The session at 11.30 – 1 p.m. on Tue, Apr 19 2016 was on the theme Innovative approaches to opening up cultural heritage collections for education
Kamil Liwowski @kasliwowski firstname.lastname@example.org spoke about public domain projects in Poland and the difficulties for information seekers searching for the open versions of public domain materials that were often encountered first as paid-for content, not just by individuals but also by public institutions.
Teachers may be looking for images that aren’t photos and are free to remix – within 5 seconds. Searching within different collections tends to throw up 1000s of images, making it difficult to choose, sometimes encountering login barrier. Projects work on how to assist teachers on how to encounter and explore the massive, rich digitised cultural connections in contrast with wikimedia resources, located in context, or via bloggers and other social media publishers who act as content curators.
Campaigns are needed to promote what is available and how to use it: also open policies in cultural institution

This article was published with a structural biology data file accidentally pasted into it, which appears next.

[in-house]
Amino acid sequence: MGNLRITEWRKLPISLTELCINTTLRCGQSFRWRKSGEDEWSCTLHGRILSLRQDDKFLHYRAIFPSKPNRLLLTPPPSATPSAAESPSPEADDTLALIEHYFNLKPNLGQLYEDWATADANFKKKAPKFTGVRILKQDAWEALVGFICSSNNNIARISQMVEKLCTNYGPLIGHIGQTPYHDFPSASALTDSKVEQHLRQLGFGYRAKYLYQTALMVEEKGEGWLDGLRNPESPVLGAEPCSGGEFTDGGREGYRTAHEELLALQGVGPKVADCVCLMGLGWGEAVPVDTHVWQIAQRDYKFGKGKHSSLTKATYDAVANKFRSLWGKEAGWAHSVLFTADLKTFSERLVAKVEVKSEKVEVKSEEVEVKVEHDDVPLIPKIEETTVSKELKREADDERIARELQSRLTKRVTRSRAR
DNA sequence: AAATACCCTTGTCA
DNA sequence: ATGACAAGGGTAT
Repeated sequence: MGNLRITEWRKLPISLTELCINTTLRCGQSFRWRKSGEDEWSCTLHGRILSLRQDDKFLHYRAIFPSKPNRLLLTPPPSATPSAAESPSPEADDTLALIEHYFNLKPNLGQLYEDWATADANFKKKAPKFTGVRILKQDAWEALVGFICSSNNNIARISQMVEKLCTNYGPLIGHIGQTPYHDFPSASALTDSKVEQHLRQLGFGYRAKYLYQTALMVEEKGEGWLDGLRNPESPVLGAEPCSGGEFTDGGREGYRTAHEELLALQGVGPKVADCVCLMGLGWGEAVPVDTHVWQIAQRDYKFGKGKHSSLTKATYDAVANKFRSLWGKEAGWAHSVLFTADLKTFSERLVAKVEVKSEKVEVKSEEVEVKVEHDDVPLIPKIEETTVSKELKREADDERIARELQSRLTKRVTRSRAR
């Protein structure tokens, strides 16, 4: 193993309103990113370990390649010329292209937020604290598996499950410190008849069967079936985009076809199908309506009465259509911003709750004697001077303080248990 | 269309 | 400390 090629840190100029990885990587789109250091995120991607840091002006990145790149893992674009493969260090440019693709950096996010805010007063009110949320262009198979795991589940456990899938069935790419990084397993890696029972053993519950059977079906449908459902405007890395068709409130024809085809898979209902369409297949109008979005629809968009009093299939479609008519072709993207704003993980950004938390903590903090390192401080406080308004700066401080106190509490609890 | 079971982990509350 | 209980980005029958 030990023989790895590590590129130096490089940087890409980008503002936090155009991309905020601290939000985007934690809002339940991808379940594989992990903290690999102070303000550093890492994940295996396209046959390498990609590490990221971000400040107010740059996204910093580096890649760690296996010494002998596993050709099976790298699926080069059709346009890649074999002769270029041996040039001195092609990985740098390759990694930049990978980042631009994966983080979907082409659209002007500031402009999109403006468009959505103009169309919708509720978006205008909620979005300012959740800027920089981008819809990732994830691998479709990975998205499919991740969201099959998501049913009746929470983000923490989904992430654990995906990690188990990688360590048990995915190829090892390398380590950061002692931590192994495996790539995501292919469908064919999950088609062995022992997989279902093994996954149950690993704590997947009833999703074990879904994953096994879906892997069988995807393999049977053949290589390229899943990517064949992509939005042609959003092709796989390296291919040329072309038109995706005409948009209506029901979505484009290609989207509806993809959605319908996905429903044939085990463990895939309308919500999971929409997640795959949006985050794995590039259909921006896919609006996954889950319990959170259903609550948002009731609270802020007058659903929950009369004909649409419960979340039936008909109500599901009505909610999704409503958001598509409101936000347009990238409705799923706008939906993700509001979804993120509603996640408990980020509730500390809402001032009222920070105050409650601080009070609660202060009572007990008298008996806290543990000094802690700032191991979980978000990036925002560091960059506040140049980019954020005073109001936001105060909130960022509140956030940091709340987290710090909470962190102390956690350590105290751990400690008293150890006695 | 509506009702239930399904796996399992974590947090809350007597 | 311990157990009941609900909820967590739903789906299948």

Subhashish Panigrahi @subhapa , who works for Wikipedia in Bengalaru, India characterised knowledge as something that starts open and becomes increasingly restricted by copyright. Subhashish contrasted Indian government approach to data and resources as copyright by default with other countries such as UK. This approach increases administrative workload.
He encouraged us to consider life without OER , highlighting the Galleries, Libraries Archives and Museums (GLAM) movement that aims to digitise content for cultural studies. GLAM has shared learning and methodology that is also a resource. GLAM has its own formal training that could be documented better to improve practice across countries. OER movement works by collaboration across individuals and institutions.
Sara Thomas @lirazelf , wikimedian in residence has been working across museums and galleries
Scotland’s Museums and Galleries have a national strategy and the project has played a part in fulfilling the strategy. There have also been unforeseen outcomes, including working with educational institutions as well as cultural heritage organisations. They found that participants increased in confidence in working in open knowledge, and will be interested to do more work in future.
I looking to the future, Sara thinks we need to have courage and to keep helping people in the sector, but the future holds hope.